|From:||"Ideriha, Takeshi" <ideriha(dot)takeshi(at)jp(dot)fujitsu(dot)com>|
|To:||"Jamison, Kirk" <k(dot)jamison(at)jp(dot)fujitsu(dot)com>, 'Thomas Munro' <thomas(dot)munro(at)enterprisedb(dot)com>|
|Cc:||David Rowley <david(dot)rowley(at)2ndquadrant(dot)com>, Andres Freund <andres(at)anarazel(dot)de>, PostgreSQL-development <pgsql-hackers(at)postgresql(dot)org>|
|Subject:||RE: Cache relation sizes?|
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>From: Jamison, Kirk [mailto:k(dot)jamison(at)jp(dot)fujitsu(dot)com]
>On the other hand, the simplest method I thought that could also work is to only cache
>the file size (nblock) in shared memory, not in the backend process, since both nblock
>and relsize_change_counter are uint32 data type anyway. If relsize_change_counter
>can be changed without lock, then nblock can be changed without lock, is it right? In
>that case, nblock can be accessed directly in shared memory. In this case, is the
>relation size necessary to be cached in backend?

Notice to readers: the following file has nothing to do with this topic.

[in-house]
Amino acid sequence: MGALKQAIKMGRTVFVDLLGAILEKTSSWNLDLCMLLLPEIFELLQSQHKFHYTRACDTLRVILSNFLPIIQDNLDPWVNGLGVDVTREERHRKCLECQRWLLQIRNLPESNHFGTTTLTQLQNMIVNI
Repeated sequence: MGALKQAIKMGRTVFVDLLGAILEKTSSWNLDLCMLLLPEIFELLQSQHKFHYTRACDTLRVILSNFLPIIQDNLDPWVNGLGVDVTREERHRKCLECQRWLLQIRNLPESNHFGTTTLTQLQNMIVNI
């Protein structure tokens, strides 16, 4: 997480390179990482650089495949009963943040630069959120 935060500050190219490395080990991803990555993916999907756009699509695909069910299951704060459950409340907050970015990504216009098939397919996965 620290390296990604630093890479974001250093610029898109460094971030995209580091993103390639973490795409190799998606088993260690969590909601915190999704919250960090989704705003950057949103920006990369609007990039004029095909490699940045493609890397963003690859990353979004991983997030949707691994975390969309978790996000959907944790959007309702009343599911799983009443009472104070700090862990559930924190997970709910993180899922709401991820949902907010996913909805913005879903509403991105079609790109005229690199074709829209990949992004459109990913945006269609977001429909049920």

(Aside from which idea is better.. )
If you want to put relation size on the shared memory, then I don't think caches in backend
is necessary because every time relation_size is updated you need to invalidate cache
in backends. At the reference taking shared lock on the cache and at the update taking
exclusive lock is simple without backend cache.
>(2) Is the MdSharedData temporary or permanent in shared memory?
That data structure seems to initialize at the time of InitPostgre, which means it's permanent
because postgres-initialized-shared-memory doesn't have a chance to drop it as far as I know.
(If you want to use temporary data structure, then other mechanism like dsm/dsa/dshash is a candidate.)
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